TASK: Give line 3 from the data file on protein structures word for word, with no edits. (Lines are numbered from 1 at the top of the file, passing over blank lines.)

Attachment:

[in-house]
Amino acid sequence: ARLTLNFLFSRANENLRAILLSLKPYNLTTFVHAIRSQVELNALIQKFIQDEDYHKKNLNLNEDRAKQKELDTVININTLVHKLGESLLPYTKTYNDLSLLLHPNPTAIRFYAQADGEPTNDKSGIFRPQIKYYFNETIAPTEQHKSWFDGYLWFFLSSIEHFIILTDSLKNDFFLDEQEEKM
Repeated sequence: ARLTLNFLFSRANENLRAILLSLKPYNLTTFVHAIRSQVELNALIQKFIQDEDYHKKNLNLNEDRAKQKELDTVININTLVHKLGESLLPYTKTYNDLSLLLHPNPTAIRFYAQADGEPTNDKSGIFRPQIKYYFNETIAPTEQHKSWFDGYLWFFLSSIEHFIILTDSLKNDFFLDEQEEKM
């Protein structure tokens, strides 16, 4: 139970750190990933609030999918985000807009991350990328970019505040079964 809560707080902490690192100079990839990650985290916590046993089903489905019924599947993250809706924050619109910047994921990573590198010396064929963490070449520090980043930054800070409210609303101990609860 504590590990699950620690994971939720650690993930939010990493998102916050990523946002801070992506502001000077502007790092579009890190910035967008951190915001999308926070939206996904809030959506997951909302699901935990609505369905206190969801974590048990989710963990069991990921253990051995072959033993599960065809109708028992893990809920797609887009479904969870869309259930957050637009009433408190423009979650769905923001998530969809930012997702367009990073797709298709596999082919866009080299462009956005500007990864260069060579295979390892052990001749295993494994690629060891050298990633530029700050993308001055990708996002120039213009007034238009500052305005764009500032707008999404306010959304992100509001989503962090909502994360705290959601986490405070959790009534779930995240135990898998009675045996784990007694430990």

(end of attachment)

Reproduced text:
Repeated sequence: ARLTLNFLFSRANENLRAILLSLKPYNLTTFVHAIRSQVELNALIQKFIQDEDYHKKNLNLNEDRAKQKELDTVININTLVHKLGESLLPYTKTYNDLSLLLHPNPTAIRFYAQADGEPTNDKSGIFRPQIKYYFNETIAPTEQHKSWFDGYLWFFLSSIEHFIILTDSLKNDFFLDEQEEKM